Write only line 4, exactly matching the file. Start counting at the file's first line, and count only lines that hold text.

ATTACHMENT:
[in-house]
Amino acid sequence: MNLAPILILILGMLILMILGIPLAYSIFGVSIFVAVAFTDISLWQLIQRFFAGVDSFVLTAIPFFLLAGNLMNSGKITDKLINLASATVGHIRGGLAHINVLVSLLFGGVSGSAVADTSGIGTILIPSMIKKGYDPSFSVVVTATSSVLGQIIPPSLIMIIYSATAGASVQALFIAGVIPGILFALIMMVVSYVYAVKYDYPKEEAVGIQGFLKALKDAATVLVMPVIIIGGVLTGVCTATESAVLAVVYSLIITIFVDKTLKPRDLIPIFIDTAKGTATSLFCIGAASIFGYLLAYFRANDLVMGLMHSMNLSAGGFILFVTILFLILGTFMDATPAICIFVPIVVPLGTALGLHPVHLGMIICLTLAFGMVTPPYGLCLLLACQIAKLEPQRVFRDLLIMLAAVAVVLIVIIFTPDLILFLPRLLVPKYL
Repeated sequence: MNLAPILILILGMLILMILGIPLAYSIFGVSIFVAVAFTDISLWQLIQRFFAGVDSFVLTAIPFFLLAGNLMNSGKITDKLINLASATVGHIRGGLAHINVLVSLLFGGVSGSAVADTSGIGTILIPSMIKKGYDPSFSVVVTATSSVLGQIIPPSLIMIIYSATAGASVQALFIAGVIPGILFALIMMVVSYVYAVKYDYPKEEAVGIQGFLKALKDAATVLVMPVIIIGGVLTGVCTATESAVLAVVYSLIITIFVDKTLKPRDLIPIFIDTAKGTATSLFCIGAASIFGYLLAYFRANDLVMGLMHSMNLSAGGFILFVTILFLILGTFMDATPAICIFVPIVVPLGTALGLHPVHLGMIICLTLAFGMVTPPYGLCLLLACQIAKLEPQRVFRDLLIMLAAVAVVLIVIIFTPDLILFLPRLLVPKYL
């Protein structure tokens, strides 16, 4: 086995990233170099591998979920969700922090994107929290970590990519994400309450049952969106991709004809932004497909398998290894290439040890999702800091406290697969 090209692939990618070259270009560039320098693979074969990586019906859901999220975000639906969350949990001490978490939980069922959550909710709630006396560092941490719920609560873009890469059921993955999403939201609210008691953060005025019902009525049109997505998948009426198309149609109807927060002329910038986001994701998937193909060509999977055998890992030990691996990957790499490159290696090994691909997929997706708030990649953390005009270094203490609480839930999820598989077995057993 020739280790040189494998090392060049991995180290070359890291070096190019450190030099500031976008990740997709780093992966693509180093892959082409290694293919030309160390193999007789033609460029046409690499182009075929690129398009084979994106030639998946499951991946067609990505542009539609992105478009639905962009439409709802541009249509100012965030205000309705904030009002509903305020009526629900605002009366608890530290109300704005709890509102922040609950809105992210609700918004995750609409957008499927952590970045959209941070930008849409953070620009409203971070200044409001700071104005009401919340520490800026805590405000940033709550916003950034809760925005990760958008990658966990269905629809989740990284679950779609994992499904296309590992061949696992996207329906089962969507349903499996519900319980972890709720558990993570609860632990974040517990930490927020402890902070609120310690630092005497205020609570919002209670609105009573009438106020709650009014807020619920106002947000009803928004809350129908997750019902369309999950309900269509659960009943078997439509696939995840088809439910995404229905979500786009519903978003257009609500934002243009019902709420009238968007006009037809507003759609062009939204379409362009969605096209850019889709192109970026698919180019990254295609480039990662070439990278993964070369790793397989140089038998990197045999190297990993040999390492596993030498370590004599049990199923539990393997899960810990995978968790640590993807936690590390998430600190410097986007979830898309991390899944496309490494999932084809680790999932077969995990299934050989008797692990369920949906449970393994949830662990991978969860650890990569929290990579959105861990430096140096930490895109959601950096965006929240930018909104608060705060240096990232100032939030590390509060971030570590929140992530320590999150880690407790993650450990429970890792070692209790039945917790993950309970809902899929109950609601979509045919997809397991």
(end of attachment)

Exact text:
């Protein structure tokens, strides 16, 4: 086995990233170099591998979920969700922090994107929290970590990519994400309450049952969106991709004809932004497909398998290894290439040890999702800091406290697969 090209692939990618070259270009560039320098693979074969990586019906859901999220975000639906969350949990001490978490939980069922959550909710709630006396560092941490719920609560873009890469059921993955999403939201609210008691953060005025019902009525049109997505998948009426198309149609109807927060002329910038986001994701998937193909060509999977055998890992030990691996990957790499490159290696090994691909997929997706708030990649953390005009270094203490609480839930999820598989077995057993 020739280790040189494998090392060049991995180290070359890291070096190019450190030099500031976008990740997709780093992966693509180093892959082409290694293919030309160390193999007789033609460029046409690499182009075929690129398009084979994106030639998946499951991946067609990505542009539609992105478009639905962009439409709802541009249509100012965030205000309705904030009002509903305020009526629900605002009366608890530290109300704005709890509102922040609950809105992210609700918004995750609409957008499927952590970045959209941070930008849409953070620009409203971070200044409001700071104005009401919340520490800026805590405000940033709550916003950034809760925005990760958008990658966990269905629809989740990284679950779609994992499904296309590992061949696992996207329906089962969507349903499996519900319980972890709720558990993570609860632990974040517990930490927020402890902070609120310690630092005497205020609570919002209670609105009573009438106020709650009014807020619920106002947000009803928004809350129908997750019902369309999950309900269509659960009943078997439509696939995840088809439910995404229905979500786009519903978003257009609500934002243009019902709420009238968007006009037809507003759609062009939204379409362009969605096209850019889709192109970026698919180019990254295609480039990662070439990278993964070369790793397989140089038998990197045999190297990993040999390492596993030498370590004599049990199923539990393997899960810990995978968790640590993807936690590390998430600190410097986007979830898309991390899944496309490494999932084809680790999932077969995990299934050989008797692990369920949906449970393994949830662990991978969860650890990569929290990579959105861990430096140096930490895109959601950096965006929240930018909104608060705060240096990232100032939030590390509060971030570590929140992530320590999150880690407790993650450990429970890792070692209790039945917790993950309970809902899929109950609601979509045919997809397991």